By Vish Baliga, Chief Technology Officer, SAP Fieldglass
For businesses taking steps toward recovery, the external workforce has proved indispensable in providing much-needed flexibility, agility and high-value skills at a time of profound disruption. Even as contingent workers, temporary labour, consultants, contractors and freelancers take centre stage to perform essential roles at this critical point in history, the way they work is evolving.
External workers are among the unsung heroes providing healthcare services in our hospitals and intensive care units. They step into crucial, high-demand roles to maintain supply chains, making sure that medicine, dairy products, fresh produce and other items reach supermarket shelves and pharmacy aisles. They are engineers, information technology professionals, skilled machinists and fabricators who sustain factory operations and perform critical infrastructure roles across industry sectors.
The evolution of the external workforce
Before the pandemic, external workers accounted for nearly 42 percent of organisations’ overall workforce spend. The trend gained momentum following the 2007-2009 recession, though it began to take shape in the 1990s.
The millennial generation, having watched parents lose jobs to downsizing, brings a different perspective to work and careers. Young people witnessed family members’ pensions disappear. They saw employer loyalty wane. Partly as a result, many of them today find the external workforce appealing. People now change jobs and seek new experiences more frequently.
Much in the same way that software engineers like me prefer to “fail fast” with product development and apply lessons to our next idea, external workers seek out a multitude of experiences. They find work more interesting that way – and the flexibility it affords more rewarding.
In the wake of the coronavirus, flexibility has never been in greater demand. This past spring, we saw high demand for talent to fill essential roles amid the lockdown across wide swaths of our economy. Now, we see businesses battered by the pandemic under tremendous pressure to find new ways to operate with less revenue as they reopen. Amid the uncertainty presented by the virus presents, external workers offer precisely the flexibility that many organisations require to get work done.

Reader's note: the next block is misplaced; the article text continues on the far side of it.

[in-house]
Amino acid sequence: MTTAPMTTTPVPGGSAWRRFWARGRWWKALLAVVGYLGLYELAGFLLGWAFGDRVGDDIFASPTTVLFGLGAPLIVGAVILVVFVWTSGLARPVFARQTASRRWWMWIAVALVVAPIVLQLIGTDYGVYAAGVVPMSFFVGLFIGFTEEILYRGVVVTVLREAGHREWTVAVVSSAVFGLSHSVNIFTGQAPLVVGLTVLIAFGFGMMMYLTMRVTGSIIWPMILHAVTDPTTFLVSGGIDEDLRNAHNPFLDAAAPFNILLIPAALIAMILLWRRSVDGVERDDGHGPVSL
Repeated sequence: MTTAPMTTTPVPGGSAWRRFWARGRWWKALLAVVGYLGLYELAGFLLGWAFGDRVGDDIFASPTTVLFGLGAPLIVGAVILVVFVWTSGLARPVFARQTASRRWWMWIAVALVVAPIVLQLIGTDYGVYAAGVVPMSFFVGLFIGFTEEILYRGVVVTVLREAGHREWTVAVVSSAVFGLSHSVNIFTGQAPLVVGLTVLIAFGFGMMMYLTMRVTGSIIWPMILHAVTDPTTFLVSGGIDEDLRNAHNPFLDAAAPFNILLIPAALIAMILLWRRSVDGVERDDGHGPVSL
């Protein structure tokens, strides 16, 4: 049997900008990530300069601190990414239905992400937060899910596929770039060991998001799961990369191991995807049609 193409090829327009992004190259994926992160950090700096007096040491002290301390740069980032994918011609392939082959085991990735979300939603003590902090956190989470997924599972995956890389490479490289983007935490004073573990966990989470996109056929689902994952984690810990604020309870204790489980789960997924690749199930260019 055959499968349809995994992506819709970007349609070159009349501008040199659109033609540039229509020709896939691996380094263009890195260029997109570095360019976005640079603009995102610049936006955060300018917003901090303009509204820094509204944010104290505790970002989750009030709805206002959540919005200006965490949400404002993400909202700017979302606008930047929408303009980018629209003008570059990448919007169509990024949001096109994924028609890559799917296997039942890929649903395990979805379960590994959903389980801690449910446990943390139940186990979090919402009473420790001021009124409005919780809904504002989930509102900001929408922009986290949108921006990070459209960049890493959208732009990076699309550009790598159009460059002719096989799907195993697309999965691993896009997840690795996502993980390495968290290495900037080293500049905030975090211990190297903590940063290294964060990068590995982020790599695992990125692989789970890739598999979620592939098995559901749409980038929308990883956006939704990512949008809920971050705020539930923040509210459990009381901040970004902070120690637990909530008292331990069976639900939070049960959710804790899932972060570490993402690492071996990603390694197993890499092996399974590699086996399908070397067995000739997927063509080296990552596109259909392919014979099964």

Leveraging digital platforms for success
A digital solution for contingent workforce management can help organizations to gain visibility into the growing number of external workers they have on their books, where they are located, what projects they have completed and for how much. Meanwhile, we’re seeing more than ever before how workers with skills in certain industries could well apply their talent to other sectors to fill crucial roles. Leveraging a cloud-based solution can help to match workers with transferable skills to other industries as roles become available. The technology exists to help equip employers with the visibility they need to maintain continuity, demonstrate resiliency and extend competitive advantage.
In addition, businesses can look to a digital marketplace for external talent to help jumpstart the return-to-work process and match open jobs with skilled temporary workers. Again, by leveraging the power of a digital platform, businesses are provided with a single place to access vetted candidates from multiple suppliers so hiring managers can save time and find people with the skills best suited to critical roles.
Hiring external workers already comes with its challenges. Companies need to ensure they know who works for them; what data, systems and facilities they access; and how long they are engaged. Longer-term engagements are also common, whereby companies keep records of who their external workers are, making them more likely to re-engage. Meanwhile, government regulations established around the world provide guard rails for external talent management to help ensure fair compensation.
Now, COVID-19 is creating even more change in external workforce requirements. The physical presence of some external workers is required whether at a hospital, water plant, factory or elsewhere. Others need to work on-premises during seasonal hiring bumps in the retail, hospitality and shipping and logistics sectors. Whereas some workers who do not need to be at a specific facility may be outsourced to call centres, for example.
These are all new challenges that businesses need to weigh as they consider their external workforce needs. However, rather than adding pressure to an already challenging scenario, technologies exist to ease this process, supporting organisations on their road to recovery. Embracing the external workforce – and the digital tools that empower them to hire and manage it effectively – goes a long way toward ensuring business continuity and future success. The best run businesses are those that look for solutions to help them keep pace with the rapidly unfolding future of work.